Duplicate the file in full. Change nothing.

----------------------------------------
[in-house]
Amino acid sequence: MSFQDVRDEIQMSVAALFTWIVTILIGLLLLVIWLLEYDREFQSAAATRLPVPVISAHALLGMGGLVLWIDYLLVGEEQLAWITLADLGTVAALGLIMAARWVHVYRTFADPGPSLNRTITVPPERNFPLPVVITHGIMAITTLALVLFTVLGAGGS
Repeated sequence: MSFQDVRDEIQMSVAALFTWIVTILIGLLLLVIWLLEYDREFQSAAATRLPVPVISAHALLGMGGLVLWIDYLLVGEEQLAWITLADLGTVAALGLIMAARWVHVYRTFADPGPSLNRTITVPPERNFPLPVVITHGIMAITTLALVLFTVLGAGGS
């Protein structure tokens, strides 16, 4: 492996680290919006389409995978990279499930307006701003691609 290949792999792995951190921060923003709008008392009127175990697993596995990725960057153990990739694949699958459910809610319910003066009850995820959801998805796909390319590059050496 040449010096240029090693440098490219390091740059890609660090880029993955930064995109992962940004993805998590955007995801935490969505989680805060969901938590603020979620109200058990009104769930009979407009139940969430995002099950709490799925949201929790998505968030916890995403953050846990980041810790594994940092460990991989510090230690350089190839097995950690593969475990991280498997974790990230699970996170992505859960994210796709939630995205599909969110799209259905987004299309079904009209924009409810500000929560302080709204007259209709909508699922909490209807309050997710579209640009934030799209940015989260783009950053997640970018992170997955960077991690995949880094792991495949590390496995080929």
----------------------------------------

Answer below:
[in-house]
Amino acid sequence: MSFQDVRDEIQMSVAALFTWIVTILIGLLLLVIWLLEYDREFQSAAATRLPVPVISAHALLGMGGLVLWIDYLLVGEEQLAWITLADLGTVAALGLIMAARWVHVYRTFADPGPSLNRTITVPPERNFPLPVVITHGIMAITTLALVLFTVLGAGGS
Repeated sequence: MSFQDVRDEIQMSVAALFTWIVTILIGLLLLVIWLLEYDREFQSAAATRLPVPVISAHALLGMGGLVLWIDYLLVGEEQLAWITLADLGTVAALGLIMAARWVHVYRTFADPGPSLNRTITVPPERNFPLPVVITHGIMAITTLALVLFTVLGAGGS
């Protein structure tokens, strides 16, 4: 492996680290919006389409995978990279499930307006701003691609 290949792999792995951190921060923003709008008392009127175990697993596995990725960057153990990739694949699958459910809610319910003066009850995820959801998805796909390319590059050496 040449010096240029090693440098490219390091740059890609660090880029993955930064995109992962940004993805998590955007995801935490969505989680805060969901938590603020979620109200058990009104769930009979407009139940969430995002099950709490799925949201929790998505968030916890995403953050846990980041810790594994940092460990991989510090230690350089190839097995950690593969475990991280498997974790990230699970996170992505859960994210796709939630995205599909969110799209259905987004299309079904009209924009409810500000929560302080709204007259209709909508699922909490209807309050997710579209640009934030799209940015989260783009950053997640970018992170997955960077991690995949880094792991495949590390496995080929």